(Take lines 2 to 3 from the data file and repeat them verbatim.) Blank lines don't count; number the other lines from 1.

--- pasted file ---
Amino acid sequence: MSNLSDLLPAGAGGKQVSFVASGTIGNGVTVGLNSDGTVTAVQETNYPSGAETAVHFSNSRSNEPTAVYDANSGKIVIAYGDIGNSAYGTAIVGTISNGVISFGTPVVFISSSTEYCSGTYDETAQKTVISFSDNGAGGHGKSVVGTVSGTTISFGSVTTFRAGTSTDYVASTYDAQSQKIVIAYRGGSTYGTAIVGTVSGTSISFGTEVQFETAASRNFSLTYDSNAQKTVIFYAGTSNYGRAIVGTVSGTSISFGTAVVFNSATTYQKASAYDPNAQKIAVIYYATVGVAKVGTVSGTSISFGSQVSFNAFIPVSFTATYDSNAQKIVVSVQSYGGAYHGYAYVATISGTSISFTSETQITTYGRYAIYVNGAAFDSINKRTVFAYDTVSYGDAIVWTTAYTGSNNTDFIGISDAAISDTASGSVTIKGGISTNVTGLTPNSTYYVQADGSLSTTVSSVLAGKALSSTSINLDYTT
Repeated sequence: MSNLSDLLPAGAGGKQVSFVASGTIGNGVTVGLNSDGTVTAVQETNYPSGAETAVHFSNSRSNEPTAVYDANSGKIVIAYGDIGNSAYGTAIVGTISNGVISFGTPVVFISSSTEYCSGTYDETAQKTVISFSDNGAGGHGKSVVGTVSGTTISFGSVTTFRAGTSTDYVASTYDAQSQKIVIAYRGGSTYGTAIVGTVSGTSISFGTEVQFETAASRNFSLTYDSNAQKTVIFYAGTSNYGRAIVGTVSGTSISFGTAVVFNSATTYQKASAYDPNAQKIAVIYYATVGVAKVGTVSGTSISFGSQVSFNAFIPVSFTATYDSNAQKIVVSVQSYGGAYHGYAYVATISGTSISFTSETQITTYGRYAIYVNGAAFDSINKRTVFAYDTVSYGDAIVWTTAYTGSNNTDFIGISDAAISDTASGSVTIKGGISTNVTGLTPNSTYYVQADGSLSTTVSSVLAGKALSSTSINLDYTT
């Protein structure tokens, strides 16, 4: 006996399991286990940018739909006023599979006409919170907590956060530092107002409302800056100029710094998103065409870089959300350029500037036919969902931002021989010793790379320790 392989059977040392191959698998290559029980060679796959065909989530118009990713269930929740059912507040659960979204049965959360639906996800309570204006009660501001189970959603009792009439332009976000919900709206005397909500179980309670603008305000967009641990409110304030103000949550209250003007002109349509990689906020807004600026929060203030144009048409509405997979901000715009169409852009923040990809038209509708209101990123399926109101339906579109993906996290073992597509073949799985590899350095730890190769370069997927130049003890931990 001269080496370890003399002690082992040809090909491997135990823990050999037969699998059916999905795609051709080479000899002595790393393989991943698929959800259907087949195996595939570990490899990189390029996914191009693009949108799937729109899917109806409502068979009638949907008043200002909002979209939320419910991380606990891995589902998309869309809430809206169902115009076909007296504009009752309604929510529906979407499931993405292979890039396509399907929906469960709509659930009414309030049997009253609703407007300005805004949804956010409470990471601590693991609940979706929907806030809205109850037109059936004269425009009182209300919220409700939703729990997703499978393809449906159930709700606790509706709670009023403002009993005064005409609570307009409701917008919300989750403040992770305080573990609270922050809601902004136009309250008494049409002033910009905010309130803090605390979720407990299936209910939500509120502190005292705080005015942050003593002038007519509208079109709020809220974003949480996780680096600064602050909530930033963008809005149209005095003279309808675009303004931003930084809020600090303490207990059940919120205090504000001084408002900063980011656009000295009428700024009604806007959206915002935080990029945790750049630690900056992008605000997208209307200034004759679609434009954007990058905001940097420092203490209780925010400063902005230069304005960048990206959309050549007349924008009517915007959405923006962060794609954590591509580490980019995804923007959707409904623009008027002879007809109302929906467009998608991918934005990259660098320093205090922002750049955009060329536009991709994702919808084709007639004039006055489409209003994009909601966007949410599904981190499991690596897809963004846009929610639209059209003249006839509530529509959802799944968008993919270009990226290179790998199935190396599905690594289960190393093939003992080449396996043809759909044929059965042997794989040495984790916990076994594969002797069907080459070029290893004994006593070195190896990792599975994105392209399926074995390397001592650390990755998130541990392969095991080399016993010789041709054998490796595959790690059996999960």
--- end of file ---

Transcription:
Repeated sequence: MSNLSDLLPAGAGGKQVSFVASGTIGNGVTVGLNSDGTVTAVQETNYPSGAETAVHFSNSRSNEPTAVYDANSGKIVIAYGDIGNSAYGTAIVGTISNGVISFGTPVVFISSSTEYCSGTYDETAQKTVISFSDNGAGGHGKSVVGTVSGTTISFGSVTTFRAGTSTDYVASTYDAQSQKIVIAYRGGSTYGTAIVGTVSGTSISFGTEVQFETAASRNFSLTYDSNAQKTVIFYAGTSNYGRAIVGTVSGTSISFGTAVVFNSATTYQKASAYDPNAQKIAVIYYATVGVAKVGTVSGTSISFGSQVSFNAFIPVSFTATYDSNAQKIVVSVQSYGGAYHGYAYVATISGTSISFTSETQITTYGRYAIYVNGAAFDSINKRTVFAYDTVSYGDAIVWTTAYTGSNNTDFIGISDAAISDTASGSVTIKGGISTNVTGLTPNSTYYVQADGSLSTTVSSVLAGKALSSTSINLDYTT
């Protein structure tokens, strides 16, 4: 006996399991286990940018739909006023599979006409919170907590956060530092107002409302800056100029710094998103065409870089959300350029500037036919969902931002021989010793790379320790 392989059977040392191959698998290559029980060679796959065909989530118009990713269930929740059912507040659960979204049965959360639906996800309570204006009660501001189970959603009792009439332009976000919900709206005397909500179980309670603008305000967009641990409110304030103000949550209250003007002109349509990689906020807004600026929060203030144009048409509405997979901000715009169409852009923040990809038209509708209101990123399926109101339906579109993906996290073992597509073949799985590899350095730890190769370069997927130049003890931990 001269080496370890003399002690082992040809090909491997135990823990050999037969699998059916999905795609051709080479000899002595790393393989991943698929959800259907087949195996595939570990490899990189390029996914191009693009949108799937729109899917109806409502068979009638949907008043200002909002979209939320419910991380606990891995589902998309869309809430809206169902115009076909007296504009009752309604929510529906979407499931993405292979890039396509399907929906469960709509659930009414309030049997009253609703407007300005805004949804956010409470990471601590693991609940979706929907806030809205109850037109059936004269425009009182209300919220409700939703729990997703499978393809449906159930709700606790509706709670009023403002009993005064005409609570307009409701917008919300989750403040992770305080573990609270922050809601902004136009309250008494049409002033910009905010309130803090605390979720407990299936209910939500509120502190005292705080005015942050003593002038007519509208079109709020809220974003949480996780680096600064602050909530930033963008809005149209005095003279309808675009303004931003930084809020600090303490207990059940919120205090504000001084408002900063980011656009000295009428700024009604806007959206915002935080990029945790750049630690900056992008605000997208209307200034004759679609434009954007990058905001940097420092203490209780925010400063902005230069304005960048990206959309050549007349924008009517915007959405923006962060794609954590591509580490980019995804923007959707409904623009008027002879007809109302929906467009998608991918934005990259660098320093205090922002750049955009060329536009991709994702919808084709007639004039006055489409209003994009909601966007949410599904981190499991690596897809963004846009929610639209059209003249006839509530529509959802799944968008993919270009990226290179790998199935190396599905690594289960190393093939003992080449396996043809759909044929059965042997794989040495984790916990076994594969002797069907080459070029290893004994006593070195190896990792599975994105392209399926074995390397001592650390990755998130541990392969095991080399016993010789041709054998490796595959790690059996999960």